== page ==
Rui Esteves, Gabriel Geisler Mesevage, 06 April 2018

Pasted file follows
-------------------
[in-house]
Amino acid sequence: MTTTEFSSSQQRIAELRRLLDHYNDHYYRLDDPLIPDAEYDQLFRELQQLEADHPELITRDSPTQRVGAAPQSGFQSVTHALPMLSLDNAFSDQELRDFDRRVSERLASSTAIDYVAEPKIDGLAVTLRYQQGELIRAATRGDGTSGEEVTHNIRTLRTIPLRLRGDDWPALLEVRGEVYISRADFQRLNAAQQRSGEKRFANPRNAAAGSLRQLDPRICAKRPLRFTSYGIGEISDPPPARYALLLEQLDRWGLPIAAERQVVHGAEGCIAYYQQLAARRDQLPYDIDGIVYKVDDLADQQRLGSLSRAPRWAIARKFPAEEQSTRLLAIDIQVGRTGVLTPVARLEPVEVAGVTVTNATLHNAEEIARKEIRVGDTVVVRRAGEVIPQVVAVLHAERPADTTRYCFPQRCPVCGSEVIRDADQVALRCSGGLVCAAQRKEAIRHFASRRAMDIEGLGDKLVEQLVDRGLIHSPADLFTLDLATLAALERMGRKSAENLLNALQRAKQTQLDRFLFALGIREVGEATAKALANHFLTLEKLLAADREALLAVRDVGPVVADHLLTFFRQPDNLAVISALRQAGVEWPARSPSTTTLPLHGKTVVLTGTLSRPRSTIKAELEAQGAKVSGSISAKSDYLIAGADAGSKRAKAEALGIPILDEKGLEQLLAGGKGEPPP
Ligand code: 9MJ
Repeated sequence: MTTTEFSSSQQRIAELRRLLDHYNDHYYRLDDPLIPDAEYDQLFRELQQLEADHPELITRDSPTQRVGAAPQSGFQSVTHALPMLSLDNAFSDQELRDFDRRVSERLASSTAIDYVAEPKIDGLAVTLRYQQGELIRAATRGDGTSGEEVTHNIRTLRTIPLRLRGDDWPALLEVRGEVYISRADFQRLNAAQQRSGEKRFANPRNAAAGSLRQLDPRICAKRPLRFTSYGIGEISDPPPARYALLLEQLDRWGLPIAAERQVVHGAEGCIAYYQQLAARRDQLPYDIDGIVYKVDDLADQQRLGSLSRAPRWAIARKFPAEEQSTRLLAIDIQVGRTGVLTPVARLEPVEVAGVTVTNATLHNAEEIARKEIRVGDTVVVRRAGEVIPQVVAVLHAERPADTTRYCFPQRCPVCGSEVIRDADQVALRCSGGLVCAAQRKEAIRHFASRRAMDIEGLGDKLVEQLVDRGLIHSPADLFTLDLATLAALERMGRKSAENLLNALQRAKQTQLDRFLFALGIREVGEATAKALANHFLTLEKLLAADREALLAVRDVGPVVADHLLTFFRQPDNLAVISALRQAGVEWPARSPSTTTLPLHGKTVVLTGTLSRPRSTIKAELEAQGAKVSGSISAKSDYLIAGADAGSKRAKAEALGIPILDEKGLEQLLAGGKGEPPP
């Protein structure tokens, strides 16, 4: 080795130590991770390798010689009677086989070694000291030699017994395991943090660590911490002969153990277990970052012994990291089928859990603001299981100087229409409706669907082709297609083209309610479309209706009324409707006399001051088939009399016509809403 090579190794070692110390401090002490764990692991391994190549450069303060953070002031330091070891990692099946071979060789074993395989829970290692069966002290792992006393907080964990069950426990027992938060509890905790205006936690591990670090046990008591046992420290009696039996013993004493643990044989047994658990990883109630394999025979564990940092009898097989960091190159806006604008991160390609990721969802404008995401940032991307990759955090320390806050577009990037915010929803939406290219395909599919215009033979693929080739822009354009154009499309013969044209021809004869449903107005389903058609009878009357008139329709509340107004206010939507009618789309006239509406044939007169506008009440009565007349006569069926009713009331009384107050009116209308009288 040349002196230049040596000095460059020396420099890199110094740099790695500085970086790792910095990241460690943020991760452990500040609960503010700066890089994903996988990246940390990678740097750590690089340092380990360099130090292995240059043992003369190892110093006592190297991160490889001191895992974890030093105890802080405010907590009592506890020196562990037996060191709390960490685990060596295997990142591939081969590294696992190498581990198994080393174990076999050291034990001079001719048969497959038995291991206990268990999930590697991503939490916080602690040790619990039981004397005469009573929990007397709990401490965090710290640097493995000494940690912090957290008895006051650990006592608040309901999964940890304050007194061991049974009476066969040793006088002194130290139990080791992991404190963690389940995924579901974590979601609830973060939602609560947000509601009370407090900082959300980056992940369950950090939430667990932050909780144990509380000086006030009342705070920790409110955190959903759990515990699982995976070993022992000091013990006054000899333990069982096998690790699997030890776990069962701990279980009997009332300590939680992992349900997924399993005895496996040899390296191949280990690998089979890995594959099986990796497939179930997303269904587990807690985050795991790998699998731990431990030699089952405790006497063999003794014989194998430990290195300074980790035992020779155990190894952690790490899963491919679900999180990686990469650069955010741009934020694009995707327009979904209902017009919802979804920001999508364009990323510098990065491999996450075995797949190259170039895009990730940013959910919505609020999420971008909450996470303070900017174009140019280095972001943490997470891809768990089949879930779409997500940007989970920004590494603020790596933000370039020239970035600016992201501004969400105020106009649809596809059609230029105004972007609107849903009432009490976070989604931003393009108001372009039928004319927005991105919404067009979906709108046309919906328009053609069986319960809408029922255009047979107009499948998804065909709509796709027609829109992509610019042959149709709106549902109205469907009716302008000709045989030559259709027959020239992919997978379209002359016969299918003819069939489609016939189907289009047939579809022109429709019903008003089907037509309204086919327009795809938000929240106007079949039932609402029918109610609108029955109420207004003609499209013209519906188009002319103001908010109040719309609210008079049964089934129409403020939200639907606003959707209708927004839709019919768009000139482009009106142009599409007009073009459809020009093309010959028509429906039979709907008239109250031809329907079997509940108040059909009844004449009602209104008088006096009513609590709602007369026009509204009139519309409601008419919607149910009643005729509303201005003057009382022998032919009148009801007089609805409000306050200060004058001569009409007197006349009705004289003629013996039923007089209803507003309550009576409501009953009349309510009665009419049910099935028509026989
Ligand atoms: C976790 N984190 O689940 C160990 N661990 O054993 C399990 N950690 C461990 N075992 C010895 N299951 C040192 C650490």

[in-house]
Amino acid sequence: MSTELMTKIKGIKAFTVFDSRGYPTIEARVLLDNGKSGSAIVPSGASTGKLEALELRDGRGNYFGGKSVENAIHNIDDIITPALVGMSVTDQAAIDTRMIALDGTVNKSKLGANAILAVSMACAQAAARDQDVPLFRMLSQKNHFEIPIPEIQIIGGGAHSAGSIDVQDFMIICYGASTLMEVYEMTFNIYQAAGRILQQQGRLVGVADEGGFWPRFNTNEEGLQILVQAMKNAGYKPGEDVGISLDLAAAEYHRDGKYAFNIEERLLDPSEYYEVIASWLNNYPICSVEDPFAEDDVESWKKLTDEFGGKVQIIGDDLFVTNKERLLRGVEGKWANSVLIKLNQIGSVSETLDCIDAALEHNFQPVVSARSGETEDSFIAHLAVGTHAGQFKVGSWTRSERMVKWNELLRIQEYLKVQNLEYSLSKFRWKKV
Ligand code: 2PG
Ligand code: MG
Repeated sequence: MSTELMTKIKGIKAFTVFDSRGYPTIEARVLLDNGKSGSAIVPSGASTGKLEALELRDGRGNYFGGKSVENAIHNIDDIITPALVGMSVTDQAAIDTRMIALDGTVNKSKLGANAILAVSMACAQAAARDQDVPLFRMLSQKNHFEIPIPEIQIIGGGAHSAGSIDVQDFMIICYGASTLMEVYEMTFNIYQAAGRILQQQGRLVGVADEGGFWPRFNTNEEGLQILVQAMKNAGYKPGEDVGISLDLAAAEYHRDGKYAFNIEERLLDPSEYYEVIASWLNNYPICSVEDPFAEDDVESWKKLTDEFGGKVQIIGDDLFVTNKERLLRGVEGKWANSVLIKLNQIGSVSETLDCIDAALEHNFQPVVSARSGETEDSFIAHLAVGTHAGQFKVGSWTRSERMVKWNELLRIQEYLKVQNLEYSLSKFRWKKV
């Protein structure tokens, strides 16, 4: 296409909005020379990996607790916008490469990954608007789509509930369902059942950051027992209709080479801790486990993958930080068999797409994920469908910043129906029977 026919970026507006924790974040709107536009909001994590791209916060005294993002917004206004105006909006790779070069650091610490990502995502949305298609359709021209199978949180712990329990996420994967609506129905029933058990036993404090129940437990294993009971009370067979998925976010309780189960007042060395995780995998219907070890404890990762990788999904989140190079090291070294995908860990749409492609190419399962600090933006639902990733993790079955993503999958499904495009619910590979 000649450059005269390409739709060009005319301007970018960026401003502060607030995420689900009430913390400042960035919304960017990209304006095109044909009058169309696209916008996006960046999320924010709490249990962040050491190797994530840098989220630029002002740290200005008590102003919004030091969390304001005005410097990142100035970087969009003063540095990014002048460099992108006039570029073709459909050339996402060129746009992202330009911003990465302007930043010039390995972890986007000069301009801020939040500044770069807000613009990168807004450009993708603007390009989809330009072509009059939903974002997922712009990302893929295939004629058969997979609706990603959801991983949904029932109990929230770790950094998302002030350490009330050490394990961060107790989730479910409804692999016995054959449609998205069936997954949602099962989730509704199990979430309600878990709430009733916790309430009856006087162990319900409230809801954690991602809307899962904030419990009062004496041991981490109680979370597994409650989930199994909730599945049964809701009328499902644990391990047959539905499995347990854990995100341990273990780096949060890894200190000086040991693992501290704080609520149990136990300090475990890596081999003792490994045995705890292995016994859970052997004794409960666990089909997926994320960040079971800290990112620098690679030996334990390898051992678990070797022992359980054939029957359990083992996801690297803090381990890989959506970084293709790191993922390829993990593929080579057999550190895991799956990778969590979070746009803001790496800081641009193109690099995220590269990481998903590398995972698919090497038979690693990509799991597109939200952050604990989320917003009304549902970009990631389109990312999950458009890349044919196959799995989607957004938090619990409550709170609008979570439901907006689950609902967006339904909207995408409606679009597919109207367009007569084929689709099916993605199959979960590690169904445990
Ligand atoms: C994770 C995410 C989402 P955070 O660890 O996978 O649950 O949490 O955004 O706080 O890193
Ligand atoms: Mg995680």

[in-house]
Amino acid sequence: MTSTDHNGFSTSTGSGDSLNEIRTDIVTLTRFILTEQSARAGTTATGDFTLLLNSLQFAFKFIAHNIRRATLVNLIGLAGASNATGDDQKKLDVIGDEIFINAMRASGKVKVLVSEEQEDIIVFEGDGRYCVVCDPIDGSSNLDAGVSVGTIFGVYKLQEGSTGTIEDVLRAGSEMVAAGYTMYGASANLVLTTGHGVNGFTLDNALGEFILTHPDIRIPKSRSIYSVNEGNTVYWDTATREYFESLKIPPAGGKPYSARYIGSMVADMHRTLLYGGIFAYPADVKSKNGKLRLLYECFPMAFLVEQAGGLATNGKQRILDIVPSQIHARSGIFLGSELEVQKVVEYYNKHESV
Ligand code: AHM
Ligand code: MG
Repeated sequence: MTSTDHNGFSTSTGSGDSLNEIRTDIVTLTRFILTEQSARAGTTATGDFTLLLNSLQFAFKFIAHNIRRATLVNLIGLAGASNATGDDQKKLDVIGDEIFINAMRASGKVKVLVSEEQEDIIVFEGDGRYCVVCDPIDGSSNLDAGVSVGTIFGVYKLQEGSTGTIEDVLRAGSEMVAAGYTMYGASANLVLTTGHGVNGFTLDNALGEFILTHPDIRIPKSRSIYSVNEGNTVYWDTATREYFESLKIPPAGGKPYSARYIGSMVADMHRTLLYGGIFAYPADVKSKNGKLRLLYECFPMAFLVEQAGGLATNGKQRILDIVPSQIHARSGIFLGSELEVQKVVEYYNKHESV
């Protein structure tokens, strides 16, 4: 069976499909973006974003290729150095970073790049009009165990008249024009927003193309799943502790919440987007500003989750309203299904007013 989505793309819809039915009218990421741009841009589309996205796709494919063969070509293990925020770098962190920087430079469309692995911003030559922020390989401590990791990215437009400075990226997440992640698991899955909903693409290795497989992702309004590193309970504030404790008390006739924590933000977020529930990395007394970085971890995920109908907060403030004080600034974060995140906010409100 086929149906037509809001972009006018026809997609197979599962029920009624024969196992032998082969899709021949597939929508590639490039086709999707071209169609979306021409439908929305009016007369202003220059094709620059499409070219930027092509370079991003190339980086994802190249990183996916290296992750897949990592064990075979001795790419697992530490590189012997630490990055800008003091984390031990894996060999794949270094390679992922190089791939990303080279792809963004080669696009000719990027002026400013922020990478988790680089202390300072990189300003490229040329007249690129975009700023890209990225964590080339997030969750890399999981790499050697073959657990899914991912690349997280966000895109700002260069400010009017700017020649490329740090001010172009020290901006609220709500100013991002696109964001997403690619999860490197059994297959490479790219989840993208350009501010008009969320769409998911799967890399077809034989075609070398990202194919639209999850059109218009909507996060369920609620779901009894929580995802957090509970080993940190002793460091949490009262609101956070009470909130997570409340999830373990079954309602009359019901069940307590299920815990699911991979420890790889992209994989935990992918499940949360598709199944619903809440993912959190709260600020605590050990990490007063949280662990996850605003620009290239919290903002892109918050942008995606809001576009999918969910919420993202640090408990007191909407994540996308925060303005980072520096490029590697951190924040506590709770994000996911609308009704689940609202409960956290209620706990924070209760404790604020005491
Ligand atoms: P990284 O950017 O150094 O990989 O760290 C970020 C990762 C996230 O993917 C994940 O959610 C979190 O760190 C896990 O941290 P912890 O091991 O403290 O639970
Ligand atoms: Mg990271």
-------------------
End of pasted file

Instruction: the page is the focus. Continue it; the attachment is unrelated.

The social costs of corruption in government have made policies to reduce it a priority. This column uses the example of the expansion of the British rail network in the 1840s to show that conflict-of-interest rules and transparency requirements are insufficient to prevent corruption. Faced with a major administrative reform to insulate the provision of public infrastructure from private interests, MPs traded votes to ensure their interests prevailed.

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